Speaking of debugging, if you’ve noticed the last couple of screenshots posted in the mouse folder, you’ll notice the garble of text on the left side of the screen, it’s mainly debugging information. I managed to squeeze in my own debugger console (as I have previously with Traders and Canasta). Makes a lot of bug testing go a ton faster as opposed to using logs and Abort calls.
Now since I’ve got saving and loading files/information under control, now I’m going to implement “save points” to further add information to be saved (mainly, character information, inventory, keys, camera positions, etc) then to story handling with dialogues and eventually, cut-scenes.
December 27, 2018
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So, it took a lot less time to figure out a decent (albeit lame) screen transition when changing the map from one to another. It’ll do for now, It’s not exactly the idea I had in mind, but it’ll be a perfect placeholder for now.
So first leg of the transition, covers the screen in squares, tile by tile, randomly.
Secondly, the screen is covered in a brief black mask, in time, this is where the real change takes place. The map is changed underneath, the old mapEvents are saved and the new set is now loaded.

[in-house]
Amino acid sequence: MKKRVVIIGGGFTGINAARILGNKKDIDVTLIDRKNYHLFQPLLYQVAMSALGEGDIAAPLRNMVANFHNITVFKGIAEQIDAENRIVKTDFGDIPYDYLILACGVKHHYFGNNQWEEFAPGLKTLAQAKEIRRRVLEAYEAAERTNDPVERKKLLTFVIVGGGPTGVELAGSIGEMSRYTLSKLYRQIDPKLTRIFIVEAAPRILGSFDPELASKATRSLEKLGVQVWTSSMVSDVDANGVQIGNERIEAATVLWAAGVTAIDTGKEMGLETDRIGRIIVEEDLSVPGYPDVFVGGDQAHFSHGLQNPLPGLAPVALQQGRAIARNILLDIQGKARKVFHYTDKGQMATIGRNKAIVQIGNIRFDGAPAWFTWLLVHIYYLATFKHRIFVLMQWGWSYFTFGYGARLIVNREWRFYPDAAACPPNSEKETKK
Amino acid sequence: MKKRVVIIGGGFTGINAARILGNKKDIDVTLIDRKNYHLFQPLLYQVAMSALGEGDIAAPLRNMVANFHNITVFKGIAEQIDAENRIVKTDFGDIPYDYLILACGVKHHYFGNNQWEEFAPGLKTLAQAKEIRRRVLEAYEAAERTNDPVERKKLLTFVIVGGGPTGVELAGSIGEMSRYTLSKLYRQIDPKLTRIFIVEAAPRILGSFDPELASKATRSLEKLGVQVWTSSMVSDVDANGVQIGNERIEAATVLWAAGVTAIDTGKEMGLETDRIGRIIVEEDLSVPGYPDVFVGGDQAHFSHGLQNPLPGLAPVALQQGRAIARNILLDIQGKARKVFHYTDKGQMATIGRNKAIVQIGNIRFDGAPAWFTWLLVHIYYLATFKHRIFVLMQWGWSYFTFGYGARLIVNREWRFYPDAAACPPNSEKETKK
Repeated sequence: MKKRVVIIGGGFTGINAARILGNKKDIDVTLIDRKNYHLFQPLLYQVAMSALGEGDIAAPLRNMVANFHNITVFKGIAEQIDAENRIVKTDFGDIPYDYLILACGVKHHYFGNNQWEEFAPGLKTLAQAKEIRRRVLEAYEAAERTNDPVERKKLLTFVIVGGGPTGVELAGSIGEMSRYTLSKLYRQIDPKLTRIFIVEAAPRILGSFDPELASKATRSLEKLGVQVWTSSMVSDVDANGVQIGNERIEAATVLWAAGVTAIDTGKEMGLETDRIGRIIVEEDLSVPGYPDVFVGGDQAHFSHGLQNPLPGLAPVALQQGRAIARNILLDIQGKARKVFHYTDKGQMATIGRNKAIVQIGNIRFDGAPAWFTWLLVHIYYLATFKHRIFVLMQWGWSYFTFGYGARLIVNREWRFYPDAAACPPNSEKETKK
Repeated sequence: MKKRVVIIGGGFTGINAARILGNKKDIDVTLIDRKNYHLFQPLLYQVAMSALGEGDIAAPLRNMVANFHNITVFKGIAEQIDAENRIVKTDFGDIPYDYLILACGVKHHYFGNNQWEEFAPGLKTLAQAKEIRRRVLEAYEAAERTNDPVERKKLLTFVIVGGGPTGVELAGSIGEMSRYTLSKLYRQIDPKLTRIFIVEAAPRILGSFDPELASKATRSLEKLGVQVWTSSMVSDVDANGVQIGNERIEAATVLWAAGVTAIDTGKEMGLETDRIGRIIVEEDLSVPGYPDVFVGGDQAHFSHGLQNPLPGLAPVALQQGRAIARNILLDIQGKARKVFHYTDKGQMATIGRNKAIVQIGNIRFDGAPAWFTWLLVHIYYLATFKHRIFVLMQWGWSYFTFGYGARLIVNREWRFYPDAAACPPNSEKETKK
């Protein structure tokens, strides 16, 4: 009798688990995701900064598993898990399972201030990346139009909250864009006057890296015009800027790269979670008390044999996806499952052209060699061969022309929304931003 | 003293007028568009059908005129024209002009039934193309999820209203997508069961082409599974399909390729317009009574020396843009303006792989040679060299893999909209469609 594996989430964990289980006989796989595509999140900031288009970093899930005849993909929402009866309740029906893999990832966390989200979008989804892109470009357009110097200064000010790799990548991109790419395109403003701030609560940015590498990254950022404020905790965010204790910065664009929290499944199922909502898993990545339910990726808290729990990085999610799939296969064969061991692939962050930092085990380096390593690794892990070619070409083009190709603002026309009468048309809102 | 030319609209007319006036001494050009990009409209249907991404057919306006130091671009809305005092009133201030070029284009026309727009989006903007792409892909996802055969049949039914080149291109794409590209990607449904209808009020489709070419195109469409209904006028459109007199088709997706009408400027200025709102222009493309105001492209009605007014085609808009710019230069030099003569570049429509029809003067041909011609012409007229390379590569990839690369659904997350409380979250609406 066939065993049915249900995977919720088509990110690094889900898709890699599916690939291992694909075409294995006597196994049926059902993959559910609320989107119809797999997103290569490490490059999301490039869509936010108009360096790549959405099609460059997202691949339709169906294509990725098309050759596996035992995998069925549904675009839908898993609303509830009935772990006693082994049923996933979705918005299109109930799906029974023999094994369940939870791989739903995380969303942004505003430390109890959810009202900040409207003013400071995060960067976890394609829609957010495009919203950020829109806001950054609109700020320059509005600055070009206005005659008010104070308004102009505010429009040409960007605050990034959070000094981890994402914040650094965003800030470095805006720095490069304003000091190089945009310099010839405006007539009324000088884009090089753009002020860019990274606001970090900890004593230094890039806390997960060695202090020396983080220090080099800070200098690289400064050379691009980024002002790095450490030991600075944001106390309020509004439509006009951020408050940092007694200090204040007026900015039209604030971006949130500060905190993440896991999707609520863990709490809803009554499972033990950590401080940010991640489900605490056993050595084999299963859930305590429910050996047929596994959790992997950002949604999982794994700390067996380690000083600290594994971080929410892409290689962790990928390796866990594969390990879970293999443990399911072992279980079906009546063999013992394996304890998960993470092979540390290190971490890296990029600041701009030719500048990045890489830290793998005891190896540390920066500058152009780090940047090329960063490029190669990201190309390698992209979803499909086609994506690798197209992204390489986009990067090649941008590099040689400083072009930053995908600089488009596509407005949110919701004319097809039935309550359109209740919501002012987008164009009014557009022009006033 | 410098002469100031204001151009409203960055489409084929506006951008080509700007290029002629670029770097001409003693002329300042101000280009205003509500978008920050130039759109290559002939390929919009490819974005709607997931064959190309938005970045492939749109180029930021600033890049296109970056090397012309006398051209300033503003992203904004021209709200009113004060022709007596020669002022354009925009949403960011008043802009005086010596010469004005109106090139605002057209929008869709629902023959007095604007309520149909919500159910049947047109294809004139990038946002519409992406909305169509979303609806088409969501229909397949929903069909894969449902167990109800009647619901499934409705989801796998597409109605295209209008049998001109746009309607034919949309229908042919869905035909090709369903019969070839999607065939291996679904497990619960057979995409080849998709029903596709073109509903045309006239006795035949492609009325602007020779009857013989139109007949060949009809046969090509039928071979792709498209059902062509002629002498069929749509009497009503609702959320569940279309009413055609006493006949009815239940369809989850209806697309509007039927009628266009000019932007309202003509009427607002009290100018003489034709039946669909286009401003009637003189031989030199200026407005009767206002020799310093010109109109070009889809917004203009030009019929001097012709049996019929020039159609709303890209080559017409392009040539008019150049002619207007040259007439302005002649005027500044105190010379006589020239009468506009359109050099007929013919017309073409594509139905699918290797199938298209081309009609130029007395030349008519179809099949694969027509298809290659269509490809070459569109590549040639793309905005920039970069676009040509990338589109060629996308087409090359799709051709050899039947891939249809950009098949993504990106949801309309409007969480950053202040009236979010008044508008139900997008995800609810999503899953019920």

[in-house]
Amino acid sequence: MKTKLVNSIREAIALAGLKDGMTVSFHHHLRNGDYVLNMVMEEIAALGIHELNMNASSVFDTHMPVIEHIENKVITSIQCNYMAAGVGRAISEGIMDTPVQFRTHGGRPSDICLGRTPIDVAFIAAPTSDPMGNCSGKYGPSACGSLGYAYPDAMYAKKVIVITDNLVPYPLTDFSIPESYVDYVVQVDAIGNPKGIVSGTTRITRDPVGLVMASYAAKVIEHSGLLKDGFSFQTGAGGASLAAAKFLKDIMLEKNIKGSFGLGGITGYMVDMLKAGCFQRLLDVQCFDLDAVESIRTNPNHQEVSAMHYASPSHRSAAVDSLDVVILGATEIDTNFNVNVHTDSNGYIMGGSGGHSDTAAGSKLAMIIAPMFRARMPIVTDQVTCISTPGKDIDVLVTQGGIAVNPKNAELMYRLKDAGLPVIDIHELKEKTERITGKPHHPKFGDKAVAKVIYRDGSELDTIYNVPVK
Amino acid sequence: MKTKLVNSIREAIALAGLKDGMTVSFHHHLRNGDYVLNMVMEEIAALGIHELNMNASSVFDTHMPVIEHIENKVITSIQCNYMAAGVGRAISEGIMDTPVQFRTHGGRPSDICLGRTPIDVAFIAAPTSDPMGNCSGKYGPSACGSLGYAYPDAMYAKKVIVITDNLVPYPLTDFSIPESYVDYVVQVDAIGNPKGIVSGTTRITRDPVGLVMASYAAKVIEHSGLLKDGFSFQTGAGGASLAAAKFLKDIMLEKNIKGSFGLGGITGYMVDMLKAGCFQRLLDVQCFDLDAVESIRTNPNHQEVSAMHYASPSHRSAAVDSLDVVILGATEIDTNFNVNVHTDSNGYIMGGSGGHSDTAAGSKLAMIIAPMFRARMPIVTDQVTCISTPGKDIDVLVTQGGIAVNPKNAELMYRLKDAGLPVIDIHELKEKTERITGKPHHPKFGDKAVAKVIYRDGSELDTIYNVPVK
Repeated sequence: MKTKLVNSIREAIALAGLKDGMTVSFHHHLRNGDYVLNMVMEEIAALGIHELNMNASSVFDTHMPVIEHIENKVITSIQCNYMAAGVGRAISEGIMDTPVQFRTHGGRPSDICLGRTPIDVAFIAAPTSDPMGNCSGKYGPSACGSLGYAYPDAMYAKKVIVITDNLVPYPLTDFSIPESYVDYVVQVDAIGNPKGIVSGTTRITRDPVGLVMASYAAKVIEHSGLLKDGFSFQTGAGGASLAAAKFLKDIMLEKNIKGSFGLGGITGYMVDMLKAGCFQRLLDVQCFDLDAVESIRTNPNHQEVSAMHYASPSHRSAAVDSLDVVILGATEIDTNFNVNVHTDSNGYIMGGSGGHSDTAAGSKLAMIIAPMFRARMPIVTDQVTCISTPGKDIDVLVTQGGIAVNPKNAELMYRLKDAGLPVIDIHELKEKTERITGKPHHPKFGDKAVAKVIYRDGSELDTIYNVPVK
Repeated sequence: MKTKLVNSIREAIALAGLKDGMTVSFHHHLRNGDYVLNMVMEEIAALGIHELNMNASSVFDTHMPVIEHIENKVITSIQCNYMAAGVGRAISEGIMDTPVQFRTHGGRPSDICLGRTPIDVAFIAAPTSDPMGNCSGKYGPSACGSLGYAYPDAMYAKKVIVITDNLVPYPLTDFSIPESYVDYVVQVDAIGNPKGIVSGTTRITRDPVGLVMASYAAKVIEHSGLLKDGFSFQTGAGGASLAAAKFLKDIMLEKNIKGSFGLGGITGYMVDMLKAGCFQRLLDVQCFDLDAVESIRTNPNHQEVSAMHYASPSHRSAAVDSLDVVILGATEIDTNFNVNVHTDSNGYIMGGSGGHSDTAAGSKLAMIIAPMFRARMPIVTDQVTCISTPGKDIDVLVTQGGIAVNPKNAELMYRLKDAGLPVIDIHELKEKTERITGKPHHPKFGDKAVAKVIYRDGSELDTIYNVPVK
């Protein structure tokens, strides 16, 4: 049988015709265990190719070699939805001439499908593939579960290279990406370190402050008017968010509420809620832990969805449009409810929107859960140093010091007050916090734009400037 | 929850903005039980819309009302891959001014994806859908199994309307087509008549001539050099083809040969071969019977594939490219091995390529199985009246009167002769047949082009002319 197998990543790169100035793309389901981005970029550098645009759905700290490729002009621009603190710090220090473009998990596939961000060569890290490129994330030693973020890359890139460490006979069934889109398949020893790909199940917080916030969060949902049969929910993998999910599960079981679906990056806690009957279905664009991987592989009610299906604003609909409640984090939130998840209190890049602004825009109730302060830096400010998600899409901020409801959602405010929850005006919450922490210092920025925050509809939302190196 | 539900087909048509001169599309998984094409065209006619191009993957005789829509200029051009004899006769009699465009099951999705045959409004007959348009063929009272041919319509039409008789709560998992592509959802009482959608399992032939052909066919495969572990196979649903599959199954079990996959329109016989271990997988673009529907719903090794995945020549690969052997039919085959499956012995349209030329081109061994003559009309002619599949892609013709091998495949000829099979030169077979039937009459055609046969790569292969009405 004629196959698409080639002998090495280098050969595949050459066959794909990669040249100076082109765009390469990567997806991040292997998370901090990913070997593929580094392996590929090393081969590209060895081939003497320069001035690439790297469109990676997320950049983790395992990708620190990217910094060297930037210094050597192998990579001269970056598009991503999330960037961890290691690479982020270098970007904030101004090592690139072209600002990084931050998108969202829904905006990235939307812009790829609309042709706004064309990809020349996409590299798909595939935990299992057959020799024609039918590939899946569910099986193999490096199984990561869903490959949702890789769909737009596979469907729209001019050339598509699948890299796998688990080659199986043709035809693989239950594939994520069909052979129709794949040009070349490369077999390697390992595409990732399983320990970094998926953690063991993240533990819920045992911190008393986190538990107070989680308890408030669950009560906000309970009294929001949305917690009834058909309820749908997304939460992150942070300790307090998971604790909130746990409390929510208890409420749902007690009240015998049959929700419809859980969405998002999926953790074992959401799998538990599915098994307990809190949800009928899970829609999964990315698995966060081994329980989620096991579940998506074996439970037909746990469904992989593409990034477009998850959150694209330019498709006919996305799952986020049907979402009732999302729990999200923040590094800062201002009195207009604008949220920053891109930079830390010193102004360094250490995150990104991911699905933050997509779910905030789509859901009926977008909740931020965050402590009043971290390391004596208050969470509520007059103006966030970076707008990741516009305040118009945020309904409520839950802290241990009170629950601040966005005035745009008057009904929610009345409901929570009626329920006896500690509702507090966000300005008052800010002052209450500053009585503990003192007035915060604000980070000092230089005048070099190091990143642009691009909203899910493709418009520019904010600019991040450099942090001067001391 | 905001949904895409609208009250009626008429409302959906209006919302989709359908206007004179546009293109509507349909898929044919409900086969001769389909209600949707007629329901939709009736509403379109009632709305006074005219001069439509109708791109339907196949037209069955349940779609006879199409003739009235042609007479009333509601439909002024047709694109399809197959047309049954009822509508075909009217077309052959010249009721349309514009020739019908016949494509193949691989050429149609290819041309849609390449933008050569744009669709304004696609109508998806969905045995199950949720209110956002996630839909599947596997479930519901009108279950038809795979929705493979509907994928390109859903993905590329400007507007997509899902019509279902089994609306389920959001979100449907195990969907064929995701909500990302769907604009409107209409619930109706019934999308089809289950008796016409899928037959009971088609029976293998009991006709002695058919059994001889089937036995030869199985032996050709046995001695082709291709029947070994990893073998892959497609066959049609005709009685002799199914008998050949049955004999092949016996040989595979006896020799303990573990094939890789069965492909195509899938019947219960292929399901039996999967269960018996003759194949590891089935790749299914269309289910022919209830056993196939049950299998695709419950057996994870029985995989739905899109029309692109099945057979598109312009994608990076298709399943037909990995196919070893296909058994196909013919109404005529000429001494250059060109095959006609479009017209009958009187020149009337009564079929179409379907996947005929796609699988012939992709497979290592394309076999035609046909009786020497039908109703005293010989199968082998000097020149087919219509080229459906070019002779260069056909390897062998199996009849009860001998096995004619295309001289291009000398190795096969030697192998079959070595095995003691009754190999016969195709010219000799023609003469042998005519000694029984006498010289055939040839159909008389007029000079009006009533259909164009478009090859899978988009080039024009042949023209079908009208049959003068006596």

Last leg of the transition is simply a reverse of the beginning transition, once all blocking tiles are removed, movement is restored to the player and game resumes.
I want to touch on something I’m a bit proud of, well, maybe not proud, shocked that it worked the way it was intended. So each map has an associated save file which holds all the map changes and interactions. All these have unique ids. The best part about the system is that some of events are a single time use; for example, picking an item that was readily available on the ground. The item isn’t meant to be re-spawned, so therefore, it would hold a dead id once the user acquires the item. The map also holds a dead id array that can be re-used if the user places a new item and essentially creates a new map event. The only reason I thought about doing this was because I was messing around picking items up and then dropping them in new locations on the map. After some testing I noticed my event count went up drastically. (Some times I’m smarter than the average bee.)
I’m happy about the progression so far.
December 26, 2018
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I’m not sure if this will work, but I’ll post it anyways.
Sorry for the awful quality…
It’s supposed to be a short animation (GIF) of how things are progressing with my little… technical demo nightmare. Actually, things are progressing quite well as I’ve had time to sort through a bunch of plausible outcomes. I’m continually making all of the actions, key presses, map events totally robust and flexible.
As from the animation, you can see I’ve settled on a old school screen by screen type of game play a la the original Legend of Zelda on the NES. I was always a big fan of the game. Of course I could always limit this to “dungeons” or other areas, it definitely isn’t totally restricted. This is just simply exiting the frame of the camera by stepping on an exit tile.